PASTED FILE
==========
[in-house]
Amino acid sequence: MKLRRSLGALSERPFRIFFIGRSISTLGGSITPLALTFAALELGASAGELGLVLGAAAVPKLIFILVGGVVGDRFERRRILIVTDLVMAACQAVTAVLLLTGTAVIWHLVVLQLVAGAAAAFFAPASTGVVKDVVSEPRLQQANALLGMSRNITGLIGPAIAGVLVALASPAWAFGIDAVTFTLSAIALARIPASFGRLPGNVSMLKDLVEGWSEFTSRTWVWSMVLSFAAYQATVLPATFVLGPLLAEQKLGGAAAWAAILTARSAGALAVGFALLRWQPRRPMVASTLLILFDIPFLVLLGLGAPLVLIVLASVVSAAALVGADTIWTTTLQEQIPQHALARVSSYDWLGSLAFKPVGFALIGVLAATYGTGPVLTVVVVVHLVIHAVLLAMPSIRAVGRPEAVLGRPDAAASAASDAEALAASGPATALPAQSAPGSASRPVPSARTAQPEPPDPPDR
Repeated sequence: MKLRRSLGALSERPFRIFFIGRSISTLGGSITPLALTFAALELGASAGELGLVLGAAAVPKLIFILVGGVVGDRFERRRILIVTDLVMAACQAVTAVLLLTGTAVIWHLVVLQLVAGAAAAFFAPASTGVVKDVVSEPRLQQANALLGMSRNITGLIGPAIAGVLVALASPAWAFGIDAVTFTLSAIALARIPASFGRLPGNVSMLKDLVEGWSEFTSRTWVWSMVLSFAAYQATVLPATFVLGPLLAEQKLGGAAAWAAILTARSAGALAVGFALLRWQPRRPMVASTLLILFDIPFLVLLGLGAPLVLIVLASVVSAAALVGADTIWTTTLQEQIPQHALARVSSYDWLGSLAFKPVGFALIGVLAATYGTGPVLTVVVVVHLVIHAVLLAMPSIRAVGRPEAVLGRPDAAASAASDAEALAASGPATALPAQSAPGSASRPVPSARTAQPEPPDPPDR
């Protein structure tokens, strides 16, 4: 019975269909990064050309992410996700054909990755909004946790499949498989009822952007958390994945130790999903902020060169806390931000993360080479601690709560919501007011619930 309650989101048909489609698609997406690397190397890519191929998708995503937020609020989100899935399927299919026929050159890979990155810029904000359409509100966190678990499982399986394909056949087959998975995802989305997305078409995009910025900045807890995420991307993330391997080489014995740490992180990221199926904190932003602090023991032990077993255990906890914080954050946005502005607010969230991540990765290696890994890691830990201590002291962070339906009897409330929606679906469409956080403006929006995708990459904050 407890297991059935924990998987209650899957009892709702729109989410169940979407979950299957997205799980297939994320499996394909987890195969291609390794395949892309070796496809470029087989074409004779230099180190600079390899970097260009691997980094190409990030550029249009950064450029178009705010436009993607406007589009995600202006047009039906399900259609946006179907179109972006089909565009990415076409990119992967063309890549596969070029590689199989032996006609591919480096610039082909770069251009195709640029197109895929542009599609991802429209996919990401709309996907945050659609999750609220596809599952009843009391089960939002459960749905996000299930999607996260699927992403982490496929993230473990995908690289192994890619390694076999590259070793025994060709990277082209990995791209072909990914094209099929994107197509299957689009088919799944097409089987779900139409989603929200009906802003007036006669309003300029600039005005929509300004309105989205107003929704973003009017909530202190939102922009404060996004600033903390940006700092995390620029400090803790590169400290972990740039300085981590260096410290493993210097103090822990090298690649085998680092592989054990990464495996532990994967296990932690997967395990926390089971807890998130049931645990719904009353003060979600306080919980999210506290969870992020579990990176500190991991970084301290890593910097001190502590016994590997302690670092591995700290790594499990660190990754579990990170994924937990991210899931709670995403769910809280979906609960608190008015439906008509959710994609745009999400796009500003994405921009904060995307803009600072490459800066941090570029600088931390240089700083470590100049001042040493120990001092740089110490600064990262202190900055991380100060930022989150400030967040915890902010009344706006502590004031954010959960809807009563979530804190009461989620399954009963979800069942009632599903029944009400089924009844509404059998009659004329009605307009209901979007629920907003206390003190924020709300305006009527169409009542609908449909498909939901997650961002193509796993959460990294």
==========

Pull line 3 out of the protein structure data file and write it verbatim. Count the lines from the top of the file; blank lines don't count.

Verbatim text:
Repeated sequence: MKLRRSLGALSERPFRIFFIGRSISTLGGSITPLALTFAALELGASAGELGLVLGAAAVPKLIFILVGGVVGDRFERRRILIVTDLVMAACQAVTAVLLLTGTAVIWHLVVLQLVAGAAAAFFAPASTGVVKDVVSEPRLQQANALLGMSRNITGLIGPAIAGVLVALASPAWAFGIDAVTFTLSAIALARIPASFGRLPGNVSMLKDLVEGWSEFTSRTWVWSMVLSFAAYQATVLPATFVLGPLLAEQKLGGAAAWAAILTARSAGALAVGFALLRWQPRRPMVASTLLILFDIPFLVLLGLGAPLVLIVLASVVSAAALVGADTIWTTTLQEQIPQHALARVSSYDWLGSLAFKPVGFALIGVLAATYGTGPVLTVVVVVHLVIHAVLLAMPSIRAVGRPEAVLGRPDAAASAASDAEALAASGPATALPAQSAPGSASRPVPSARTAQPEPPDPPDR